September 23 is Falls Prevention Awareness Day, a time to call attention to the serious problem of falls among older adults. Each year one-third of all older adults will fall, and many of them are seriously, even fatally, injured.
Anyone can fall and certain conditions that are common among older adults raise the risk. Those risk factors include vision loss, hearing problems, balance disorders, arthritis, osteoporosis and the effects of a stroke. And experts tell us that having Alzheimer’s disease or other dementia is a top risk factor.
People living with the brain changes of dementia are less aware of fall risks around them. Visual perception and the sense of balance are affected. Dementia also makes it harder for a person to stop a fall that is about to happen—to grab a handrail, or steady themselves when they are off balance. Disorientation and confusion mean they might do dangerous things that they would not have done before.
If you have a loved one with dementia, it’s extra important to take steps to reduce the risk of falls. Here are things to consider; of course, you will want to talk to your loved one’s doctor about the risk of falls also.
Help your loved one remain physically active. You might think you should encourage your loved one to sit down most of the time. But inactivity leads to a loss of muscle strength and balance, which actually raises the risk of falls. Your loved one can do simple exercises at home, go for a walk with you, or even better, take part in an exercise program that’s geared for people with memory loss. Another advantage of these classes is that they provide the opportunity for socializing, which decreases another fall risk—depression.
Help with medication management. Many of the drugs seniors take can cause dizziness, drowsiness and disorientation. Some drugs may no longer be suitable if a senior has memory loss; some of the drugs prescribed for people with dementia also may have undesirable side effects. The first step is to ask your loved one’s doctor or pharmacist to review all the prescription and over-the-counter drugs they take. That includes any herbals and other supplements. Taking the right dose of medications and at the right time is vital—you may need to step in and help.
Be sure your loved one has regular eye exams and hearing checkups. Our eyes and ears provide a lot of information about the space we’re in. If your loved one wears glasses, be sure their prescription is up to date and that they’re wearing them. If they use hearing aids, talk to the hearing specialist for tips. You may need to remind your loved one to wear their hearing aids; check batteries and settings often.
Ask the doctor about the best type of shoes for your loved one. Shoes that are well fitted with good traction make it less likely that a person will fall. It’s time to put flip flops and high heels away.
Make environmental changes to reduce the risk
Dementia makes a person less aware of the space around them. They can’t adapt as well to their surroundings, so their environment needs to adapt for them. Give the home an inspection, with the top-of-mind goal of letting your loved one safely move from one place to another. Here are some things you can do:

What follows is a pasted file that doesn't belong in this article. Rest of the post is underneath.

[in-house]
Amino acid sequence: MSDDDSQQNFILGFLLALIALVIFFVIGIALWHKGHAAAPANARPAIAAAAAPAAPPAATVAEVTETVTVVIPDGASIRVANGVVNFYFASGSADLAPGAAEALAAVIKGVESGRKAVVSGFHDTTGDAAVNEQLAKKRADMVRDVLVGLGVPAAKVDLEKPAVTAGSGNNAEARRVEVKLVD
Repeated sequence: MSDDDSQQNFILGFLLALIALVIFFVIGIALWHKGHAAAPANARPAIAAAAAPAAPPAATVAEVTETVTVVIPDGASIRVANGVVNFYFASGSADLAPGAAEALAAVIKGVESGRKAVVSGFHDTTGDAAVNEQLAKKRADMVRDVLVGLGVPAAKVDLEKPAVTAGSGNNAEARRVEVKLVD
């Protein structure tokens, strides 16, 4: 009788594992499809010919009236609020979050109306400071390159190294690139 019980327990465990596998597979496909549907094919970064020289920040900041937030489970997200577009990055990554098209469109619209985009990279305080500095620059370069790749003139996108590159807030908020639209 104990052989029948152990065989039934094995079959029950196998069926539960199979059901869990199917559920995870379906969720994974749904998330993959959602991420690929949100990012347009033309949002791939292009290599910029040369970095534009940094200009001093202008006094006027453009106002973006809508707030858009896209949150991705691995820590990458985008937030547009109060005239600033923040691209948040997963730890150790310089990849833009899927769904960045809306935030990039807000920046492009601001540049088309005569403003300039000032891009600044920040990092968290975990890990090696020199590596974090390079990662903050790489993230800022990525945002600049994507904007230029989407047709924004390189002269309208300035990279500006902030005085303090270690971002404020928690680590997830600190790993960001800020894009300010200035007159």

- Remove clutter, throw rugs, electrical cords in the walkway, and any other hazards that your loved one could trip over. Clean up spills promptly, and keep outdoor steps and walkways free of debris, ice and snow.
- Rearrange the home to create more open space. Experts suggest removing furniture that isn’t really needed. Low coffee tables and floor lamps can be particularly hazardous because your loved one might not see them in the path.
- Be sure all stairs have sturdy handrails, preferably on both sides. Mark the edges of stairs with contrasting colored tape. Never place items on the stairs. Experts suggest using a gate across stairs if it is not safe for your loved one to navigate them alone.
- Improve lighting throughout the home. People with dementia are less able to interpret what they are seeing; more light helps. Removing mirrors helps prevent confusion, as well.
- Put the things your loved one uses within reach so they will not need to use a step stool.
- Pad sharp corners of furniture to reduce the risk of injury if your loved one were to fall against these items.
- Improve bathroom safety with grab bars and nonslip decals in bathtub or shower.
- Install locks on doors if it is no longer safe for your loved one to leave the home alone. Unfamiliar places present far greater risk of falling.
A fall can result in a rapid decline in the condition of a person with Alzheimer’s. If they fracture a hip or other bone, care and recovery can be difficult. So prevention is key. Ask your loved one’s doctor for advice. Talk to an aging life care professional (geriatric care manager) about resources that could help. Be sure your loved one is living in a safe environment. As your loved one’s condition progresses, it may be time for adult day care, in-home care or a supportive senior living community.
Source: IlluminAge AgeWise and the National Council on Aging